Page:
Indonesia digs mass grave for quake victims, appeals for international aid
Indonesia has prepared a mass grave for victims of a powerful earthquake and a tsunami to prevent an outbreak of disease as it appeals for international assistance in its efforts to deal with the trail of destruction.
On Friday, the Indonesian island of Sulawesi was rocked by a devastating 7.5 magnitude quake followed by a tsunami, which unleashed waves as high as six meters in the coastal city of Palu.
The official death toll currently stands at more than 844, but the figure is expected to rise amid ongoing search and rescue operations.
Indonesia volunteers on Monday dug a 100 meter-long grave in hills above the city of Palu to bury some 1,300 victims. They began burying the dead bodies already retrieved.
“The casualties will keep increasing,” said national disaster agency spokesman Sutopo Purwo Nugroho. “We will start the mass burial of victims, to avoid the spread of disease.”
Four days on, authorities are desperate to stave off any disease outbreak caused by decomposing bodies. They have announced a 14-day state of emergency.
According to officials, the situation in the far remote areas and villages are not yet clear, medicines are running out and rescuers are struggling with a shortage of heavy equipment to reach those calling out for help from the ruins of collapsed buildings.
Indonesian Vice-President Jusuf Kalla said the final death toll in the more outlying regions could be in the “thousands” since many places have still not been reached.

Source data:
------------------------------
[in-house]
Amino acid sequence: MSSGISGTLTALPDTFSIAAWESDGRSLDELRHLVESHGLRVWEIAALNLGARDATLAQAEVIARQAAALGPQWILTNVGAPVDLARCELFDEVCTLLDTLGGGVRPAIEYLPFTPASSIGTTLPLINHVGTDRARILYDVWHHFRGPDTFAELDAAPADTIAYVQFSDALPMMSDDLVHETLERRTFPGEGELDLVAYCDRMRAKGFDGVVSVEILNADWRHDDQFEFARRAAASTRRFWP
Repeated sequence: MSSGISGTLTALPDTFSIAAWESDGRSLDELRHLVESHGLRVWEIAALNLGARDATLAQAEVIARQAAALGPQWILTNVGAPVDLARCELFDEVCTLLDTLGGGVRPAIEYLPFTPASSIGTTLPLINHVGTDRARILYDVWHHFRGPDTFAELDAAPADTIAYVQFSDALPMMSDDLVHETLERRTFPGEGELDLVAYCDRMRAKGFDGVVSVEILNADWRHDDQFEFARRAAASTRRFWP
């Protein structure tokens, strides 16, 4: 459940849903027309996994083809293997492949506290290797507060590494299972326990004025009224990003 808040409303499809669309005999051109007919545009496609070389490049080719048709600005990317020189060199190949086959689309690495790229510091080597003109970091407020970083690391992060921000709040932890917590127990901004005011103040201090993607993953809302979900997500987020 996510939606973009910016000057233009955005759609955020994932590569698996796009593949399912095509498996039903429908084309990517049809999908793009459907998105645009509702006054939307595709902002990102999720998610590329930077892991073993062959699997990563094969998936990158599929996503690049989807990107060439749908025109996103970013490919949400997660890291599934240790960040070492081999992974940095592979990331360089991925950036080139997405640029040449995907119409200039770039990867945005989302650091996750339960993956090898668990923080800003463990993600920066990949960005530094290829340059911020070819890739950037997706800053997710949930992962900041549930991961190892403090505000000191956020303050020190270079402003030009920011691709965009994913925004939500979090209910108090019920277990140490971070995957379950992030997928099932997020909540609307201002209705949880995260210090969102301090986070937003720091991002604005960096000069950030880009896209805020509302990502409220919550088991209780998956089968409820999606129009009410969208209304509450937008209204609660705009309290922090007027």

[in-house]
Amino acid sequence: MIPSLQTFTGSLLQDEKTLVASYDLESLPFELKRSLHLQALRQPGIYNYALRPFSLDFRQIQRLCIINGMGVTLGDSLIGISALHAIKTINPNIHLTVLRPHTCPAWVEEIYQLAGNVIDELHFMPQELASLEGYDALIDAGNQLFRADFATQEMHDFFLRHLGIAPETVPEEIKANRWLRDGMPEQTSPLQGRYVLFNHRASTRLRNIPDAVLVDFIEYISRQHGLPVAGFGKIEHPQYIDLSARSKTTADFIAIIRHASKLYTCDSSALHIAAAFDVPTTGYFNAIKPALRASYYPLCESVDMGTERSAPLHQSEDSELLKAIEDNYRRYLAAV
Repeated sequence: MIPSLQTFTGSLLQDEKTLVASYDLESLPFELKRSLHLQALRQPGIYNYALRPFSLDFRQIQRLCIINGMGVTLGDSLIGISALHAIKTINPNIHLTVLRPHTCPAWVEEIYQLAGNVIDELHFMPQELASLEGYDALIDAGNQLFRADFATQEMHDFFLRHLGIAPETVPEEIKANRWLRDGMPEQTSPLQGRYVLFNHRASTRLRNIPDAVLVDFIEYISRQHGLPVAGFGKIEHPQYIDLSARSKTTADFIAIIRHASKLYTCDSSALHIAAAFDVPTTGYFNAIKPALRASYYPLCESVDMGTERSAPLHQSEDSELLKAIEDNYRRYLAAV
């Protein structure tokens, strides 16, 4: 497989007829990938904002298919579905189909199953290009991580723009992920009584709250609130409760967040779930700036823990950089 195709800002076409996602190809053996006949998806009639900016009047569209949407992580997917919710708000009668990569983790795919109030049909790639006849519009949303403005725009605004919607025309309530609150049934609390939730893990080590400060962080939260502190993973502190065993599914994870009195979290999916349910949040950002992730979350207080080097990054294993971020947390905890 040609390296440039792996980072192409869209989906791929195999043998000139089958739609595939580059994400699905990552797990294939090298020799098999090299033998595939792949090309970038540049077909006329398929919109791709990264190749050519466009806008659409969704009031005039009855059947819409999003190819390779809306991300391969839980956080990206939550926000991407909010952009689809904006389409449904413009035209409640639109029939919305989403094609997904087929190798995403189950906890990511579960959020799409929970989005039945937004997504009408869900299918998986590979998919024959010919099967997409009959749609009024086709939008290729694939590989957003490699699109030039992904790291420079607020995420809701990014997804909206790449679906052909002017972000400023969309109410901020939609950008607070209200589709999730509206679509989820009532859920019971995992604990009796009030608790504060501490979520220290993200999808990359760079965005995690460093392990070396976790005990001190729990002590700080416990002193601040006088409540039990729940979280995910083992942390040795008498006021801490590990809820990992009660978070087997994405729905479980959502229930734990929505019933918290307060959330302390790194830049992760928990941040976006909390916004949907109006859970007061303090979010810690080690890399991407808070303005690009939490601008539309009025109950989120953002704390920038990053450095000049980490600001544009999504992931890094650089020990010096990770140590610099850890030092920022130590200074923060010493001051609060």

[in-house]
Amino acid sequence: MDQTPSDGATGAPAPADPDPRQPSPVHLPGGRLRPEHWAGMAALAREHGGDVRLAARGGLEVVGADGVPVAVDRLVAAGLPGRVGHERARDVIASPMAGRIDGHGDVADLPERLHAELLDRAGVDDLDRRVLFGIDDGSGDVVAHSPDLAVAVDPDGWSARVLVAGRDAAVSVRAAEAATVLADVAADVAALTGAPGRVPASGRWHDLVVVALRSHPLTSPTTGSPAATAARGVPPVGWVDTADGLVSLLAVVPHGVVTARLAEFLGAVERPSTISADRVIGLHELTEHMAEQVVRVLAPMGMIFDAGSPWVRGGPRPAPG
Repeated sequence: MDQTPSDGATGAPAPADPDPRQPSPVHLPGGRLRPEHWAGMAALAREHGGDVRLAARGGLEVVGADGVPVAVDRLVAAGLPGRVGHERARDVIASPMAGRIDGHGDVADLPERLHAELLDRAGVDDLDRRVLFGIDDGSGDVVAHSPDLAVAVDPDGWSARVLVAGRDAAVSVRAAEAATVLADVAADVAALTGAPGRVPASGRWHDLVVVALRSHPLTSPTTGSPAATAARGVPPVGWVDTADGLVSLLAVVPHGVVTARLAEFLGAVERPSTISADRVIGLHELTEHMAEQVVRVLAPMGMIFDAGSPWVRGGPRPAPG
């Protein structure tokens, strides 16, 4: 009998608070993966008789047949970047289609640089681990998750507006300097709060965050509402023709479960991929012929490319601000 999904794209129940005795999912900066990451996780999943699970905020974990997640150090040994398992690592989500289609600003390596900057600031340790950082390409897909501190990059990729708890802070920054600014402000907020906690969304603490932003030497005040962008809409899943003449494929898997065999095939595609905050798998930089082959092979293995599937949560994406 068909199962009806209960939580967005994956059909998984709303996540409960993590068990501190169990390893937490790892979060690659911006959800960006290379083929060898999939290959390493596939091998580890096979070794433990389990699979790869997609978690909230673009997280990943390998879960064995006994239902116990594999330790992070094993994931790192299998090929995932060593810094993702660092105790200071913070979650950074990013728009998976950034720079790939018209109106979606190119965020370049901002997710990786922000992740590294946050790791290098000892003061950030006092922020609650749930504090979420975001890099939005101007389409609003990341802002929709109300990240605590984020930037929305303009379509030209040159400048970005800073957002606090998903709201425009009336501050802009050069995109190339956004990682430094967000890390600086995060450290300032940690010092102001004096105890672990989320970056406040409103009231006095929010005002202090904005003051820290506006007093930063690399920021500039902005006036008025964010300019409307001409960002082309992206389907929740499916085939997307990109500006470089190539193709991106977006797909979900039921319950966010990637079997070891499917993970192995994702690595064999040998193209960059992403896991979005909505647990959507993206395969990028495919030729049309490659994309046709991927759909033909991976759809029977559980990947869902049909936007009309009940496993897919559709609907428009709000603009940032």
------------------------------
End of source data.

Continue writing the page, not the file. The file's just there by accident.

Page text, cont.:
Head of the International Red Cross in Indonesia, Jan Gelfand also said, “It is not just the people in the large urban areas. There are a lot of people also living in remote communities who are hard to reach.”
Many victims are already buried under the rubble of buildings and houses, according to officials.
Dozens of people were reported to be trapped in the rubble of several hotels and a mall in Palu, a city of 380,000 people.
President Joko Widodo has called for “day and night” efforts to save all those who could be saved.
Spokesman for the National Disaster Mitigation Agency, Sutopo Purwo Nugroho, however, said the sheer power of will may not be enough.
“Communication is limited, heavy machinery is limited… it’s not enough for the numbers of buildings that collapsed,” he said.
The aftermath of the country’s most destructive earthquake and tsunami since 2009, prompted the government to appeal for international aid.
Senior government official Tom Lembong wrote on Twitter that the president on Monday “authorized us to accept international help for urgent disaster-response & relief.”
With the Palu airport closed, relief workers are also facing difficulties to reach the devastated island, while the drive from the nearest airport is around 10-12 hours to Sulawesi.
In the meantime, many survivors have turned to looting shops for basics like food, water and fuel.
“There has been no aid, we need to eat. We don’t have any other choice, we must get food,” one man in Palu was quoted by AFP as he filled a basket with goods from a nearby store.
Officials also warned that as many as 1,200 inmates have fled at least three different prisons in the in Palu and Donggala.